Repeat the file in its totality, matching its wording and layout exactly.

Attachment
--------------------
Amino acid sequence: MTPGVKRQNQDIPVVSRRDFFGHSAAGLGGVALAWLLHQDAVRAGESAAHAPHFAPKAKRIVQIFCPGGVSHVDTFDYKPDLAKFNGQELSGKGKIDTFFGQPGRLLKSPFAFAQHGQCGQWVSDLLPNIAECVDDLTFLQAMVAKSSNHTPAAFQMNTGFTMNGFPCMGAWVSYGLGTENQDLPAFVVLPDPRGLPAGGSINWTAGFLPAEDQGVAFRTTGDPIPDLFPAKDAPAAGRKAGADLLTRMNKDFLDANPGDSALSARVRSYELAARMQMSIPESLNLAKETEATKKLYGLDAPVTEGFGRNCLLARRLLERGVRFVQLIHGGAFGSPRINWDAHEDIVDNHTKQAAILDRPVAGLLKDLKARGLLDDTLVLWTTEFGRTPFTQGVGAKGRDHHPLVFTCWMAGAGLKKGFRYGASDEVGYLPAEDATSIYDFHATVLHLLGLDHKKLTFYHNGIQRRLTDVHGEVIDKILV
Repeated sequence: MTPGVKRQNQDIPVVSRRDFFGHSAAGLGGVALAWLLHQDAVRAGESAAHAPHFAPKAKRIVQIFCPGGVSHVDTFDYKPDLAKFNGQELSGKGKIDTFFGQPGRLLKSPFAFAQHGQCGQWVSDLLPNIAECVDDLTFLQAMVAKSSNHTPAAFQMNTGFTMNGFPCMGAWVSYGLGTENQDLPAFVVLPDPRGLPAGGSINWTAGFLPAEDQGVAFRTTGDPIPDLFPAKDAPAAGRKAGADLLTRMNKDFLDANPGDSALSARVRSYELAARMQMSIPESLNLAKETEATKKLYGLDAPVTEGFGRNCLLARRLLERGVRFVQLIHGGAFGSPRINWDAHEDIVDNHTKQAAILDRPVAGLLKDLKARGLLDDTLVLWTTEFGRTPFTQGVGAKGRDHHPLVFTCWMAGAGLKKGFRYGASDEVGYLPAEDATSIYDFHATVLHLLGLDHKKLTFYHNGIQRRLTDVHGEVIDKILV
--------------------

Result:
Amino acid sequence: MTPGVKRQNQDIPVVSRRDFFGHSAAGLGGVALAWLLHQDAVRAGESAAHAPHFAPKAKRIVQIFCPGGVSHVDTFDYKPDLAKFNGQELSGKGKIDTFFGQPGRLLKSPFAFAQHGQCGQWVSDLLPNIAECVDDLTFLQAMVAKSSNHTPAAFQMNTGFTMNGFPCMGAWVSYGLGTENQDLPAFVVLPDPRGLPAGGSINWTAGFLPAEDQGVAFRTTGDPIPDLFPAKDAPAAGRKAGADLLTRMNKDFLDANPGDSALSARVRSYELAARMQMSIPESLNLAKETEATKKLYGLDAPVTEGFGRNCLLARRLLERGVRFVQLIHGGAFGSPRINWDAHEDIVDNHTKQAAILDRPVAGLLKDLKARGLLDDTLVLWTTEFGRTPFTQGVGAKGRDHHPLVFTCWMAGAGLKKGFRYGASDEVGYLPAEDATSIYDFHATVLHLLGLDHKKLTFYHNGIQRRLTDVHGEVIDKILV
Repeated sequence: MTPGVKRQNQDIPVVSRRDFFGHSAAGLGGVALAWLLHQDAVRAGESAAHAPHFAPKAKRIVQIFCPGGVSHVDTFDYKPDLAKFNGQELSGKGKIDTFFGQPGRLLKSPFAFAQHGQCGQWVSDLLPNIAECVDDLTFLQAMVAKSSNHTPAAFQMNTGFTMNGFPCMGAWVSYGLGTENQDLPAFVVLPDPRGLPAGGSINWTAGFLPAEDQGVAFRTTGDPIPDLFPAKDAPAAGRKAGADLLTRMNKDFLDANPGDSALSARVRSYELAARMQMSIPESLNLAKETEATKKLYGLDAPVTEGFGRNCLLARRLLERGVRFVQLIHGGAFGSPRINWDAHEDIVDNHTKQAAILDRPVAGLLKDLKARGLLDDTLVLWTTEFGRTPFTQGVGAKGRDHHPLVFTCWMAGAGLKKGFRYGASDEVGYLPAEDATSIYDFHATVLHLLGLDHKKLTFYHNGIQRRLTDVHGEVIDKILV